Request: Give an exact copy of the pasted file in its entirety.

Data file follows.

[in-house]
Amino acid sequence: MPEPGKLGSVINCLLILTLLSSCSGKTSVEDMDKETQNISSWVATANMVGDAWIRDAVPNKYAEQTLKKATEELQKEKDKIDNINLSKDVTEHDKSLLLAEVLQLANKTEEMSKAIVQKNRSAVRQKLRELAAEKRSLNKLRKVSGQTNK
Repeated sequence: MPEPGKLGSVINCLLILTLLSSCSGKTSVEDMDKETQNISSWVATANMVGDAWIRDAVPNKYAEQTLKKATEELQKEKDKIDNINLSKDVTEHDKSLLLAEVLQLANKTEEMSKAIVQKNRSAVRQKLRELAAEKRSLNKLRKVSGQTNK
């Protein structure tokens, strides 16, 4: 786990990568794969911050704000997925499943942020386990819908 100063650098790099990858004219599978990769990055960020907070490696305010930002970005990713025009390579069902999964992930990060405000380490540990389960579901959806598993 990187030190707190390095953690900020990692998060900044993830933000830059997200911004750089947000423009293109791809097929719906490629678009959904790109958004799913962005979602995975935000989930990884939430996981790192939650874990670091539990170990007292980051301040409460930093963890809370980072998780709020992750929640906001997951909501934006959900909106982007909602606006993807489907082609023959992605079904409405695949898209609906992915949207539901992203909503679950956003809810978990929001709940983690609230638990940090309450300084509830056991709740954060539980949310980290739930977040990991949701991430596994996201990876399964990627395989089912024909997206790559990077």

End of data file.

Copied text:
[in-house]
Amino acid sequence: MPEPGKLGSVINCLLILTLLSSCSGKTSVEDMDKETQNISSWVATANMVGDAWIRDAVPNKYAEQTLKKATEELQKEKDKIDNINLSKDVTEHDKSLLLAEVLQLANKTEEMSKAIVQKNRSAVRQKLRELAAEKRSLNKLRKVSGQTNK
Repeated sequence: MPEPGKLGSVINCLLILTLLSSCSGKTSVEDMDKETQNISSWVATANMVGDAWIRDAVPNKYAEQTLKKATEELQKEKDKIDNINLSKDVTEHDKSLLLAEVLQLANKTEEMSKAIVQKNRSAVRQKLRELAAEKRSLNKLRKVSGQTNK
């Protein structure tokens, strides 16, 4: 786990990568794969911050704000997925499943942020386990819908 100063650098790099990858004219599978990769990055960020907070490696305010930002970005990713025009390579069902999964992930990060405000380490540990389960579901959806598993 990187030190707190390095953690900020990692998060900044993830933000830059997200911004750089947000423009293109791809097929719906490629678009959904790109958004799913962005979602995975935000989930990884939430996981790192939650874990670091539990170990007292980051301040409460930093963890809370980072998780709020992750929640906001997951909501934006959900909106982007909602606006993807489907082609023959992605079904409405695949898209609906992915949207539901992203909503679950956003809810978990929001709940983690609230638990940090309450300084509830056991709740954060539980949310980290739930977040990991949701991430596994996201990876399964990627395989089912024909997206790559990077």